This has got to be the question we still hear the most. So we begin to talk about the production. How we created mountains out of grayscale grids. Or how we attempted to create a sense of detail using textures instead of geometry. But typically people are not overly interested in these things. What people usually want to know is “How did you come with the ideas for a game like Myst?”
I’m always left fumbling for a quick sound-bite answer to this question. Something quick and easy like, “Designing a world like this is largely an intuitive process... we made decisions because they felt right.” And though this is true, practically speaking it explains nothing.
In truth, there was a history to many of the concepts behind Myst. There was an evolution to these concepts and there were clear inspirations. Some seemingly odd sources gave birth to core Myst ideas (some of which even we almost took for granted). And now, all these years later, it’s relatively easy for me to look back see the enormous impact these sources had on the ideas in Myst. There is a more practical answer to the question, “How did you come up with the ideas for a game like Myst?”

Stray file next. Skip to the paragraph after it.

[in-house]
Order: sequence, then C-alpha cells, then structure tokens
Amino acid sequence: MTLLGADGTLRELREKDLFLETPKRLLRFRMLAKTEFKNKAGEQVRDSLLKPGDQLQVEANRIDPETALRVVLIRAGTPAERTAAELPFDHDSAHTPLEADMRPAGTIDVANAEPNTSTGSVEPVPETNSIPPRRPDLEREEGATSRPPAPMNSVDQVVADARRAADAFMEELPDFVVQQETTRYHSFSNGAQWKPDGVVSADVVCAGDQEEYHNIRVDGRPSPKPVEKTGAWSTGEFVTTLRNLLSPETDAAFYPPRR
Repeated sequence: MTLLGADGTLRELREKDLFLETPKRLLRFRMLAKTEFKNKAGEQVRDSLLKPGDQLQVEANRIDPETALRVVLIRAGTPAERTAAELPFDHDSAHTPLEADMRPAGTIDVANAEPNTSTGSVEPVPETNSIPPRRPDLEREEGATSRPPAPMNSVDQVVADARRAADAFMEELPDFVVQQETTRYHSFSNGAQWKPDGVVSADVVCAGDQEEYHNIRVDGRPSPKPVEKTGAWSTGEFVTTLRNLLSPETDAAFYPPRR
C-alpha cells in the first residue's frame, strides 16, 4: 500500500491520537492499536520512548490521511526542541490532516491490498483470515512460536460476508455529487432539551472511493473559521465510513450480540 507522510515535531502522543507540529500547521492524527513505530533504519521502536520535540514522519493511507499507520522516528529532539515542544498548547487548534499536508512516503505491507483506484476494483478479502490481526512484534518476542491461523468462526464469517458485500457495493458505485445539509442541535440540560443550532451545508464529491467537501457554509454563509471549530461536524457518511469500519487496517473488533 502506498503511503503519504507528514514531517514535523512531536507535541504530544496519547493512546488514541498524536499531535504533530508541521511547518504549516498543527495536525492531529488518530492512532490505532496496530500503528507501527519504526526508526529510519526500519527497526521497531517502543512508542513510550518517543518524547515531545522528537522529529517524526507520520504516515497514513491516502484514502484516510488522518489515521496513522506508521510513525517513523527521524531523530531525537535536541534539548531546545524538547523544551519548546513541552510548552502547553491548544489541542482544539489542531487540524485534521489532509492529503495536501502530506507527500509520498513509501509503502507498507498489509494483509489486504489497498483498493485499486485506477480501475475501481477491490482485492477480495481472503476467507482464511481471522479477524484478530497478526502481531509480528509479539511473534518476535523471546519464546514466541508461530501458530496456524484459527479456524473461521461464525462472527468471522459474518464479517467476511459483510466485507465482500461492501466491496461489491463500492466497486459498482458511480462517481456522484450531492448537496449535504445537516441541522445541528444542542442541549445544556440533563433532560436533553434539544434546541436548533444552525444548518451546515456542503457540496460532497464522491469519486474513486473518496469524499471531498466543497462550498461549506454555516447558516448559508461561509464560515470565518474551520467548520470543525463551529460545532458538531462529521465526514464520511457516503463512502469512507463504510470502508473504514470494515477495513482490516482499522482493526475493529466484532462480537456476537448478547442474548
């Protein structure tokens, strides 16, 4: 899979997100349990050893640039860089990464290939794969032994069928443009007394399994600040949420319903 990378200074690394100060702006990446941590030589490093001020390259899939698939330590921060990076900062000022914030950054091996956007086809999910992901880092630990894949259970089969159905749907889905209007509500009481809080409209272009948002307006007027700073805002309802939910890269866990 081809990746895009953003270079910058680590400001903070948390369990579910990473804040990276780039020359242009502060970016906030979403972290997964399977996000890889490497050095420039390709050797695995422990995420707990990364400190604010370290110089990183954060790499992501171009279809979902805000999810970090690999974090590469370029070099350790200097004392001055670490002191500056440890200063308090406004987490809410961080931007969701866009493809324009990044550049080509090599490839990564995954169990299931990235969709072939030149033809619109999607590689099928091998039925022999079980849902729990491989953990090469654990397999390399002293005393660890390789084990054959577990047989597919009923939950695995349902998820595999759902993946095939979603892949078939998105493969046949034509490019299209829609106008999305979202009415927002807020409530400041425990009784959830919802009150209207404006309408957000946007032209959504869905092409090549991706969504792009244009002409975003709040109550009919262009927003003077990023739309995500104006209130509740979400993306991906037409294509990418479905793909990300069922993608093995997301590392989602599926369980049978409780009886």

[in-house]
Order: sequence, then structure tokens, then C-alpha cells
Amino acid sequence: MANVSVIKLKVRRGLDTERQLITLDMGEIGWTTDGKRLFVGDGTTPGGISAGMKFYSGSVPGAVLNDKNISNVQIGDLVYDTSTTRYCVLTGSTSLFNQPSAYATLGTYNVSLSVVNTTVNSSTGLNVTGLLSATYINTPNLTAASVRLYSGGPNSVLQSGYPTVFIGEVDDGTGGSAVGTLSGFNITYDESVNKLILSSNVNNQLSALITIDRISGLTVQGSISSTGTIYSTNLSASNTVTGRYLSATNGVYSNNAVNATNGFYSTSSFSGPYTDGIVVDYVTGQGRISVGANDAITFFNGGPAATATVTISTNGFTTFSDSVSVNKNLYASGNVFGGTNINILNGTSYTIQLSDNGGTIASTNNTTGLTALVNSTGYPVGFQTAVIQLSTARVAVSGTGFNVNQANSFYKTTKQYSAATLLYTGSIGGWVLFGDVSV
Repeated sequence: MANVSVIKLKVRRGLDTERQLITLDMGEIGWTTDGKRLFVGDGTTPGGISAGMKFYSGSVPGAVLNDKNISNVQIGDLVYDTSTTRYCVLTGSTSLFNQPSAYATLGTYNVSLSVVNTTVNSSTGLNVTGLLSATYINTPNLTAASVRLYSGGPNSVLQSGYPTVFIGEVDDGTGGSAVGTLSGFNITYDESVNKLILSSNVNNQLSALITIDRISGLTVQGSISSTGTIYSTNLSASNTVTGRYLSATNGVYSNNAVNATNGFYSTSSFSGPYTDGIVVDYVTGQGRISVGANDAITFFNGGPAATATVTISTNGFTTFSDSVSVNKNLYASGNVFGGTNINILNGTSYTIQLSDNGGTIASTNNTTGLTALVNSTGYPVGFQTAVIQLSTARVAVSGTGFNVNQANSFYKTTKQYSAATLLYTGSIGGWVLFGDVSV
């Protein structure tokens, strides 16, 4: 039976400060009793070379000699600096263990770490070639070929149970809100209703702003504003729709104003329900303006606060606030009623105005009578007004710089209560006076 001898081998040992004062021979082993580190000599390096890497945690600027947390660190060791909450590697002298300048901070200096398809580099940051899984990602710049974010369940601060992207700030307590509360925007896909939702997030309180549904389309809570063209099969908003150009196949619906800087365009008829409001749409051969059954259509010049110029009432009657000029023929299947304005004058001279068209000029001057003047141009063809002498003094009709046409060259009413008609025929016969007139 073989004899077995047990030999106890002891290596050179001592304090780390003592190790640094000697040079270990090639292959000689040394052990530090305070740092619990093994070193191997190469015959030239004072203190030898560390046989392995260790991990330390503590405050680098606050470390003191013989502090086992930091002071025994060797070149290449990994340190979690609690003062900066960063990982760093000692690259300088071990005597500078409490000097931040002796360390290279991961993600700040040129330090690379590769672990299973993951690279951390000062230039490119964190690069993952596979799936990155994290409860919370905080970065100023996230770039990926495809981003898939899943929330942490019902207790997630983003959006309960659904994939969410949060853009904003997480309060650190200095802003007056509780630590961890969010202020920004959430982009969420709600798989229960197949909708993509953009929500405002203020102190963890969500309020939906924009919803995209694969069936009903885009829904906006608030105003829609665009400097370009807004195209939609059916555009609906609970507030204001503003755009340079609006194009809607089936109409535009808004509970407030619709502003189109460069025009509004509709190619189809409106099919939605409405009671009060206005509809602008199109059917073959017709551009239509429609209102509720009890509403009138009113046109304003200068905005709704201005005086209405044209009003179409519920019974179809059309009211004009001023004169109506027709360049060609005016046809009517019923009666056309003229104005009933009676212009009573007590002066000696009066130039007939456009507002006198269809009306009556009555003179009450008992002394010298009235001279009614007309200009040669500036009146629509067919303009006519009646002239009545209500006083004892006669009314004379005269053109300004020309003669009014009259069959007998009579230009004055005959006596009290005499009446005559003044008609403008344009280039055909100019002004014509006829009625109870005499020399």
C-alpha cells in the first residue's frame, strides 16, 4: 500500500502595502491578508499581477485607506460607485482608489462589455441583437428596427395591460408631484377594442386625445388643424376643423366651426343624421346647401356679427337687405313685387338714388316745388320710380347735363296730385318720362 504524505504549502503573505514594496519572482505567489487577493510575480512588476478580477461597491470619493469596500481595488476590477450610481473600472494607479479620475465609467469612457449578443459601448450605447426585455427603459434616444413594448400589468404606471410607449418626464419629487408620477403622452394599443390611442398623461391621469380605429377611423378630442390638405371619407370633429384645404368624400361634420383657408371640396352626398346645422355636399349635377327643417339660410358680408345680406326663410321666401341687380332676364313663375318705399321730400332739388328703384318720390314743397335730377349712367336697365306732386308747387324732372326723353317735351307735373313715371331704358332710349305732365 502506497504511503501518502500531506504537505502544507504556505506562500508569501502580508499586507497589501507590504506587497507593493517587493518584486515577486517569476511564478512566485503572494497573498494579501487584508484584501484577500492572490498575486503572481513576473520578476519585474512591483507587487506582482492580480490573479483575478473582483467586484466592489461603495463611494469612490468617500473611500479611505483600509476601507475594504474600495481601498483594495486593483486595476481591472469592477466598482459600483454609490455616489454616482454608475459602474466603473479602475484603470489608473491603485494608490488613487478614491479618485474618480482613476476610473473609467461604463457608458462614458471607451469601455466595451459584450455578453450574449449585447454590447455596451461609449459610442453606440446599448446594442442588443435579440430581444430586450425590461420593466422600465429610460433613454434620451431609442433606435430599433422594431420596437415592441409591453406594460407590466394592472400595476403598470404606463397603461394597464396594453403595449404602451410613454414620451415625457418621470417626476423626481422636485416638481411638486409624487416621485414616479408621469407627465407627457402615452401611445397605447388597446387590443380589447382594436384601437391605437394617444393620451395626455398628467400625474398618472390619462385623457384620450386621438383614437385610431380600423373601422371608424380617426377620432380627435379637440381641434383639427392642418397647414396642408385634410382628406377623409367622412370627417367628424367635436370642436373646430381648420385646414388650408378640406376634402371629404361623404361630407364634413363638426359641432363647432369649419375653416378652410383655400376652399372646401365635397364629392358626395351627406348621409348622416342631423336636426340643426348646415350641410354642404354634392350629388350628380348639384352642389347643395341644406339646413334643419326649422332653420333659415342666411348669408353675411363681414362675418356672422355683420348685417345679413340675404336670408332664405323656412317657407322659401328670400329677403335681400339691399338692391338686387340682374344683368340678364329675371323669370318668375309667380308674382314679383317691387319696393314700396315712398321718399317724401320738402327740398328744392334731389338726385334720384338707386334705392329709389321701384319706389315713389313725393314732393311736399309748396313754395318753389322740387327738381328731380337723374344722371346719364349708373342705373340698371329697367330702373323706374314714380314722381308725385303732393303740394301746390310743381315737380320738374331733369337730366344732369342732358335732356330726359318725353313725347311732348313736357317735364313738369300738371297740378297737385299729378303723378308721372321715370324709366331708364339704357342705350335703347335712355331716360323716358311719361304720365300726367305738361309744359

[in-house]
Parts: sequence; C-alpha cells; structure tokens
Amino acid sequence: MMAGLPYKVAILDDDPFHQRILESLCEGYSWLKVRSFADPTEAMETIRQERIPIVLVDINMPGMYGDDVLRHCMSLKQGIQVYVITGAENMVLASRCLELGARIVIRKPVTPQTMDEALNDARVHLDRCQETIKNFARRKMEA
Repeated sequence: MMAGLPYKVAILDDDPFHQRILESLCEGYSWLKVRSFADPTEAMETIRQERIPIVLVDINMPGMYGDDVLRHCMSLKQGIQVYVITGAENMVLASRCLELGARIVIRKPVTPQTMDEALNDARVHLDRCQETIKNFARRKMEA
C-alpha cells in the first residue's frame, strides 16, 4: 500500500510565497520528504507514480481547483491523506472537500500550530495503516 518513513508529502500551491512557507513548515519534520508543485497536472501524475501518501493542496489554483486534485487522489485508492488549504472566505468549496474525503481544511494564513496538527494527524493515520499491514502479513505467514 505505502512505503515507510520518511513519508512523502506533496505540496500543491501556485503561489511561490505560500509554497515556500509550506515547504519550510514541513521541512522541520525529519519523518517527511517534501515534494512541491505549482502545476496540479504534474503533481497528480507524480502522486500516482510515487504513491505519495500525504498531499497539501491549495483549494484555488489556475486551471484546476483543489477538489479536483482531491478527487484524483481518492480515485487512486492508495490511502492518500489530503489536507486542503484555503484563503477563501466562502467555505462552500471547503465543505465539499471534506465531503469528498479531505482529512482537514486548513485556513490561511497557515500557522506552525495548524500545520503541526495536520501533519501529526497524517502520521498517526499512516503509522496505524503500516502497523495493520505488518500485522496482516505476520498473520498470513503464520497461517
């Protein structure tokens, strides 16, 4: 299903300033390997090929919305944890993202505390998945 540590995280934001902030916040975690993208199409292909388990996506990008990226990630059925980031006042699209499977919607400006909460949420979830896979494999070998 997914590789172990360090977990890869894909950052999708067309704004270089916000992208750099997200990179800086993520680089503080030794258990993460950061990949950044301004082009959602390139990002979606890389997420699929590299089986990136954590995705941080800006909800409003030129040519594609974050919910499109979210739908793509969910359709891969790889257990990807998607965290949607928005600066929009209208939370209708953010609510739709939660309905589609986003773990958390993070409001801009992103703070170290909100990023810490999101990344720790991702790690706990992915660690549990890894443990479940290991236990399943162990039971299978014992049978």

First we have to go back number of years. Maybe to something like 1981-82, when I’m doing time at Henderson High in rural East Texas and my brother Rod routinely gets together with a group of his closest friends once a week and slips into the skin of a Wizard. Or a Paladin. They sit around a big table and pretend to have big adventures in trap-ridden dungeons where some horrifyingly grotesque monster or demon hides behind each new corner. This was a role-playing game called Dungeons and Dragons and was growing in popularity around that time (and I believe still has quite a following).